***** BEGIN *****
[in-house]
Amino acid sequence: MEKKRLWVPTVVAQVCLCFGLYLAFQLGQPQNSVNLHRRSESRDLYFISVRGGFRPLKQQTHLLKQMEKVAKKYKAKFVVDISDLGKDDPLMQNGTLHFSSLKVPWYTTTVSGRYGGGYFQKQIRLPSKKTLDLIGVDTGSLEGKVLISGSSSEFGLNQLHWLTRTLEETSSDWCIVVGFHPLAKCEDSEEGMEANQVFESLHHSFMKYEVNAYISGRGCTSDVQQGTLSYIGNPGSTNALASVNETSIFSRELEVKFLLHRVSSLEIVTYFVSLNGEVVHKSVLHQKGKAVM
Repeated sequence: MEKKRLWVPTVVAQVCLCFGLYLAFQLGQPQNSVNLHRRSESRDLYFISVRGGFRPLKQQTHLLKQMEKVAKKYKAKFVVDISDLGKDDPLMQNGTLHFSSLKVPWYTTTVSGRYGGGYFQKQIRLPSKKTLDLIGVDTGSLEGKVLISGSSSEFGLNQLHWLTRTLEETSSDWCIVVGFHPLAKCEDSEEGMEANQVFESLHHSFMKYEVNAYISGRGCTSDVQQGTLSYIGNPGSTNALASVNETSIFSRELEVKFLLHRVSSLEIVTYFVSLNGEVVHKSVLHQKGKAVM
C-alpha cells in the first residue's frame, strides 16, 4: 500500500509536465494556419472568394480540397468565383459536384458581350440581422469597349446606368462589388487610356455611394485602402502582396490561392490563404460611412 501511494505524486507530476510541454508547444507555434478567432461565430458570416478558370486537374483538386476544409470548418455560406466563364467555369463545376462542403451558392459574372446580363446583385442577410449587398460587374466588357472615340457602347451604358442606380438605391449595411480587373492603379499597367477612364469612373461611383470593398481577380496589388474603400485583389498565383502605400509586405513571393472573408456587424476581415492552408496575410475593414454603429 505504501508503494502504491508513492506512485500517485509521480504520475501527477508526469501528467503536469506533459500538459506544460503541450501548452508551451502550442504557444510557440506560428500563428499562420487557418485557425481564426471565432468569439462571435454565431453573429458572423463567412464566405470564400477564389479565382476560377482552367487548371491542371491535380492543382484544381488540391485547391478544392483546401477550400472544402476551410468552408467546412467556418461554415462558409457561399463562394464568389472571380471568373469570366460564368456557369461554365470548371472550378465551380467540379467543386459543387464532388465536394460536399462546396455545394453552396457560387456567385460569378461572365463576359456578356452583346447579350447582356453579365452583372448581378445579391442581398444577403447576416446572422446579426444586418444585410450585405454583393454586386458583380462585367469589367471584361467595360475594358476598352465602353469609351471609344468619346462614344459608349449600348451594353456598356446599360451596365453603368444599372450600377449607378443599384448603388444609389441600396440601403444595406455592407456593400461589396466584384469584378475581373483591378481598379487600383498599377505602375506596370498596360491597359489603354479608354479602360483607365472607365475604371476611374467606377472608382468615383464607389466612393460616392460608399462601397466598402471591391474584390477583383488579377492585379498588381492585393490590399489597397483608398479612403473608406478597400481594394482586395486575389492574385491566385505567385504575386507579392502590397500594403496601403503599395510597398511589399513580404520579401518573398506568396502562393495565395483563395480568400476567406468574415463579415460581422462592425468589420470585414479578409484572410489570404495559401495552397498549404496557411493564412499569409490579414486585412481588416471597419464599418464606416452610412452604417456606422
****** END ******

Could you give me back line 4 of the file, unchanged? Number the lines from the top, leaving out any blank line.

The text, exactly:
C-alpha cells in the first residue's frame, strides 16, 4: 500500500509536465494556419472568394480540397468565383459536384458581350440581422469597349446606368462589388487610356455611394485602402502582396490561392490563404460611412 501511494505524486507530476510541454508547444507555434478567432461565430458570416478558370486537374483538386476544409470548418455560406466563364467555369463545376462542403451558392459574372446580363446583385442577410449587398460587374466588357472615340457602347451604358442606380438605391449595411480587373492603379499597367477612364469612373461611383470593398481577380496589388474603400485583389498565383502605400509586405513571393472573408456587424476581415492552408496575410475593414454603429 505504501508503494502504491508513492506512485500517485509521480504520475501527477508526469501528467503536469506533459500538459506544460503541450501548452508551451502550442504557444510557440506560428500563428499562420487557418485557425481564426471565432468569439462571435454565431453573429458572423463567412464566405470564400477564389479565382476560377482552367487548371491542371491535380492543382484544381488540391485547391478544392483546401477550400472544402476551410468552408467546412467556418461554415462558409457561399463562394464568389472571380471568373469570366460564368456557369461554365470548371472550378465551380467540379467543386459543387464532388465536394460536399462546396455545394453552396457560387456567385460569378461572365463576359456578356452583346447579350447582356453579365452583372448581378445579391442581398444577403447576416446572422446579426444586418444585410450585405454583393454586386458583380462585367469589367471584361467595360475594358476598352465602353469609351471609344468619346462614344459608349449600348451594353456598356446599360451596365453603368444599372450600377449607378443599384448603388444609389441600396440601403444595406455592407456593400461589396466584384469584378475581373483591378481598379487600383498599377505602375506596370498596360491597359489603354479608354479602360483607365472607365475604371476611374467606377472608382468615383464607389466612393460616392460608399462601397466598402471591391474584390477583383488579377492585379498588381492585393490590399489597397483608398479612403473608406478597400481594394482586395486575389492574385491566385505567385504575386507579392502590397500594403496601403503599395510597398511589399513580404520579401518573398506568396502562393495565395483563395480568400476567406468574415463579415460581422462592425468589420470585414479578409484572410489570404495559401495552397498549404496557411493564412499569409490579414486585412481588416471597419464599418464606416452610412452604417456606422